What is ART and How Can it Help?
Accelerated Resolution Therapy (ART) is an evidenced-based, rapid-eye-movement therapy for the treatment of anxiety, trauma, depression, PTSD, sleep problems, self-esteem problems and other issues. Research has demonstrated that ART therapy achieves rapid results and that the gains made by clients are maintained for at least 4 months after its conclusion.
Though the structure and protocols of ART are unique, the principles and theory behind ART are aligned with other trauma-focused therapies such as EMDR and its effectiveness for trauma recovery. ART incorporates similar core components, including memory reconsolidation and smooth-pursuit eye movements.
“The most difficult aspect of discussing ART is the fact that it sounds too good to be true.” – Laney Rosenzweig MS, LMFT
A Natural Therapeutic Evolution
Accelerated Resolution Therapy uses eye movements to facilitate visualization techniques that are focused on helping clients to reduce distress from traumatic memories. ART focuses directly on how negative images connect to the emotional and physical reactions related to them.
The unique and specific way in which ART is utilized results in a more rapid and complete recovery than many other evidence-based therapies. The result is that clients can find relief from their trauma in a significantly shorter period of time.
The Theory of ART
Accelerated Resolution Therapy was developed in 2008 by Laney Rosenzweig, LMFT. As a mental health clinician, Laney had been utilizing a variety of modalities, including EMDR. Although she recognized the therapeutic value of rapid eye movements she felt the need to modify how they were being used and integrated with additional techniques. ART incorporates a variety of techniques from different therapies in a unique and more effective way than the standard EMDR protocol.
When we recall an emotionally-based memory, one of the brain's natural processes is called “unfixing” or memory malleability. Scientists refer to this completely natural phenomenon as “Memory Reconsolidation.” Research has demonstrated that memories remains malleable for about 6 hours after recalling them in a period called the Reconsolidation Window.
Under the guidance of the trained therapist, during this period of memory malleability, the client can replace old troubling images previously combined with anger, fear, resentment, etc. with new memories that are pleasant and peaceful.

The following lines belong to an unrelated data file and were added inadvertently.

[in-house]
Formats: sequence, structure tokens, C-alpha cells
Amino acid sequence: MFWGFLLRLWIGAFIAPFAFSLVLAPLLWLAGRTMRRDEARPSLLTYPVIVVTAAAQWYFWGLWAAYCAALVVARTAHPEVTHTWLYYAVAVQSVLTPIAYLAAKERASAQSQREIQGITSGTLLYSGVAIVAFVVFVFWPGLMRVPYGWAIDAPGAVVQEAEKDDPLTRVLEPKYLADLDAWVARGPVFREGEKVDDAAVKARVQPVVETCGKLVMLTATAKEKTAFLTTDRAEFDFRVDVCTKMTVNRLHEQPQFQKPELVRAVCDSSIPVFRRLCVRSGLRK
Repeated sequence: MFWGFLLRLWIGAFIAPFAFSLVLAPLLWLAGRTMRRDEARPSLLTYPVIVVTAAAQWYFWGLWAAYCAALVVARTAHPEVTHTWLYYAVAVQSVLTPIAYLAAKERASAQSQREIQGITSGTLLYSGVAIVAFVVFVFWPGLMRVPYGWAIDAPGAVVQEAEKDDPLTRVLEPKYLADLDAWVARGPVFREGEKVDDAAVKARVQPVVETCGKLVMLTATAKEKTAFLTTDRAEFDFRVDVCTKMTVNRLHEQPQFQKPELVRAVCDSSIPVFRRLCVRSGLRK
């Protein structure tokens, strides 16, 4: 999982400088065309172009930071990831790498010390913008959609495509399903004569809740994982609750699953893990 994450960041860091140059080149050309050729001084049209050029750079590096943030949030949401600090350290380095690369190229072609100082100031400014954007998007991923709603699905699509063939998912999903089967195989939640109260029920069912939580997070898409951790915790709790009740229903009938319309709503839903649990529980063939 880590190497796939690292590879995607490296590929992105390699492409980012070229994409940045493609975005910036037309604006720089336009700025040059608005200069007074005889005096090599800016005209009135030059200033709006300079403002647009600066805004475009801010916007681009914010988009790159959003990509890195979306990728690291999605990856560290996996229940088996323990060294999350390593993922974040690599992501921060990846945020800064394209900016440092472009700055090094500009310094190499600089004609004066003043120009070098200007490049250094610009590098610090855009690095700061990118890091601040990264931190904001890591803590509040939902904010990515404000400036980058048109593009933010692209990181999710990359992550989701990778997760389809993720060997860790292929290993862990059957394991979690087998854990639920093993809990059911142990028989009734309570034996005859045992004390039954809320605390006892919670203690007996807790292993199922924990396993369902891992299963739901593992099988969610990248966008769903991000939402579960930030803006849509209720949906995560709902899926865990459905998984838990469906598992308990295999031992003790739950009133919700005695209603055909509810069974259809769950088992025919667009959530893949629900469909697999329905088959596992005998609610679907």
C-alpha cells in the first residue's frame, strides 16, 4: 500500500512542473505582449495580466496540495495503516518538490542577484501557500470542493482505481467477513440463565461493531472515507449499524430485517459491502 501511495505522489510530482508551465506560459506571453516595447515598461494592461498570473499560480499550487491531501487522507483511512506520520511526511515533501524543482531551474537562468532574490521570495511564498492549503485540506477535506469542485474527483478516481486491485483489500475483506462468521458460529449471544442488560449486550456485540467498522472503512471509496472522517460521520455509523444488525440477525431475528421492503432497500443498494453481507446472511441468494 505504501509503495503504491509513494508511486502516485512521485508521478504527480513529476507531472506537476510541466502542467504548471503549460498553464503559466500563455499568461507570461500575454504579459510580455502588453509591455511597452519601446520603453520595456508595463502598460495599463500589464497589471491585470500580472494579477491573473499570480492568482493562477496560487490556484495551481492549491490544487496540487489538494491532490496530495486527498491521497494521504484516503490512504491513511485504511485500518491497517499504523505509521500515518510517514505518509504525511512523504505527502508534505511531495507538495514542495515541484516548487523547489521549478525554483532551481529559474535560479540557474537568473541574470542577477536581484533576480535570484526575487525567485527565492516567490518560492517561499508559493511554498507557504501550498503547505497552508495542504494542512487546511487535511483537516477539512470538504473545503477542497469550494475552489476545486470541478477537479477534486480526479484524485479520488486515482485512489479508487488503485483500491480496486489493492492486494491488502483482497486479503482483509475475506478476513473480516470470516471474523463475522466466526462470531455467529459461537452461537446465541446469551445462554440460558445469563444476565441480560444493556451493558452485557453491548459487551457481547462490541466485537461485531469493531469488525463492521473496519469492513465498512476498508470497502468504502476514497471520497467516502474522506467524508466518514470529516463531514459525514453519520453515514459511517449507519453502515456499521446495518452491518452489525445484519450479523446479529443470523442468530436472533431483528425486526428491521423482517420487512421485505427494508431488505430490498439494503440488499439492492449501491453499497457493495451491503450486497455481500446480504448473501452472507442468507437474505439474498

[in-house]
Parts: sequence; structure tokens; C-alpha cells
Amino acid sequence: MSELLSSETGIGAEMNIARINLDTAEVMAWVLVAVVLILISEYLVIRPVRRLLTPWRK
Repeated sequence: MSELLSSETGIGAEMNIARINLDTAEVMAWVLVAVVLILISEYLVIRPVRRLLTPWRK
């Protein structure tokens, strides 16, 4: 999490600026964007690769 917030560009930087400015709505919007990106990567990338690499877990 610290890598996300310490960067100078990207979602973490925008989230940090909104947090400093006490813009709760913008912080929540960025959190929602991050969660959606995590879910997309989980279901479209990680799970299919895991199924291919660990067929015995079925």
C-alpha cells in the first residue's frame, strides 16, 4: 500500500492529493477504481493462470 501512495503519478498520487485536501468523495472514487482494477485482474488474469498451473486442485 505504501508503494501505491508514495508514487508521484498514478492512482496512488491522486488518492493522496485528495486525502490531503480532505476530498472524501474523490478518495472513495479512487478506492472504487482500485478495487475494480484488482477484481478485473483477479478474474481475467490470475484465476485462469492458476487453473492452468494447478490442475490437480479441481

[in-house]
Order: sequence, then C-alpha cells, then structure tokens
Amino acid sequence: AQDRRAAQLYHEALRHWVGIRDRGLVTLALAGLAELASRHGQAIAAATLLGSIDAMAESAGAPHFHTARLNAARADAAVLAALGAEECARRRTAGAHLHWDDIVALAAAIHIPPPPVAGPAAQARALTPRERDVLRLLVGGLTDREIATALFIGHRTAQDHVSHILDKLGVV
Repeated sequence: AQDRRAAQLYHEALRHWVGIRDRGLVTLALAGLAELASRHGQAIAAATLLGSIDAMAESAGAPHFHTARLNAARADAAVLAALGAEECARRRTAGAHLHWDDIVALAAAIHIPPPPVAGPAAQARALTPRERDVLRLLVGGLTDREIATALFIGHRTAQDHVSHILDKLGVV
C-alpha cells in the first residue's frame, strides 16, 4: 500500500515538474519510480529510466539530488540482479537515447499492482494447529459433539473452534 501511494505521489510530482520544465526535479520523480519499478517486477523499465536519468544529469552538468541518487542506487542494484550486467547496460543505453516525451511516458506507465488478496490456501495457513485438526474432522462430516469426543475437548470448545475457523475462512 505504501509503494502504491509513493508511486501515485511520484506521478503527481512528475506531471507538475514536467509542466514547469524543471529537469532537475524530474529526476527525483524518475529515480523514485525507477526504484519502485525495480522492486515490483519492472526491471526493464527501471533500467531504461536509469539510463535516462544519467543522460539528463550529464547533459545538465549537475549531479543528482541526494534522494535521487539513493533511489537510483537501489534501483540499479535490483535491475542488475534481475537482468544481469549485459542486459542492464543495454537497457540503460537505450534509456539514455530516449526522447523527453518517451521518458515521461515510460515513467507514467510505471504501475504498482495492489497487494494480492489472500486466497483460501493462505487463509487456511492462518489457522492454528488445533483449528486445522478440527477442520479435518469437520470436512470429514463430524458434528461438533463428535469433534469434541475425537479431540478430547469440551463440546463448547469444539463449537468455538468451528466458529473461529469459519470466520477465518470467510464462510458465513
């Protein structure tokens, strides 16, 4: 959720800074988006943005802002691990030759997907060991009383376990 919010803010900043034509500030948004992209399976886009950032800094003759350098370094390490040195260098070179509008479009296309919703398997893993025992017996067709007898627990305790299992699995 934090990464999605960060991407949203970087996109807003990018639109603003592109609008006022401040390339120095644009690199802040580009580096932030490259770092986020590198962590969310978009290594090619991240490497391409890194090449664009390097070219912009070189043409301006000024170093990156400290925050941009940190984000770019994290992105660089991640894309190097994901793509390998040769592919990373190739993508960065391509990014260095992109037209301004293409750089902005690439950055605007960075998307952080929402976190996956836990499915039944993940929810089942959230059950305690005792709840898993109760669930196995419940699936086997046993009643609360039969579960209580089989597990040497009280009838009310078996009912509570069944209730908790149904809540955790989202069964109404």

The new images the client has created and the accompanying positive feelings related to them remain attached to the memory for at least 4 months after the course of treatment has ended. Additional studies demonstrate that the new images and associated positive feelings related to the memory are still present a year later.
Smooth-Pursuit Eye Movements
Another core ingredient of the ART protocol is called “smooth pursuit” eye movements, which involves the client moving their eyes smoothly and rapidly side to side, similar to the way the eyes naturally track as we walk through nature. Evidence demonstrates that this type of eye movement, when repeated, can contribute to a relaxation of the amygdala, which is the part of the brain responsible for feelings of fear and anxiety.
The therapist uses their hand, a wand, or a similar device to guide the client through a series of eye movements in which they glide their eyes smoothly back and forth while the head is kept stationary.
Hypothesis About Eye Movements
There is still no definitive proof of how and why eye movements work beyond their effect on creating a relaxation response in the brain. One common theory is that smooth-pursuit eye movements mimic the process that occurs during REM sleep, which is the phase of sleep in which we consolidate our memories and eliminate the emotional charge from the day. As previously mentioned, rapid side-to-side eye movements are similar to the natural pattern that our eyes adopt when walking forwards through space, which may contribute to a sense of progress in relation to the problem that we are currently focused on.
When smooth-pursuit eye movements are performed during a period of memory malleability under the guidance of a trained therapist and paired with the intentional replacement of negative images for positive, peaceful images, they can have a powerful effect on the relationship that we have to experiences that were previously labeled as traumatic. We may "know" that things were actually worse, but the brain, now equipped with its newfound positive version of events, prefers to focus on the positive and allows us to remain calm and serene. As we recount our experiences without being emotionally triggered, we can extract the value and lessons that are there for us rather than being retriggered, resulting in post-traumatic growth.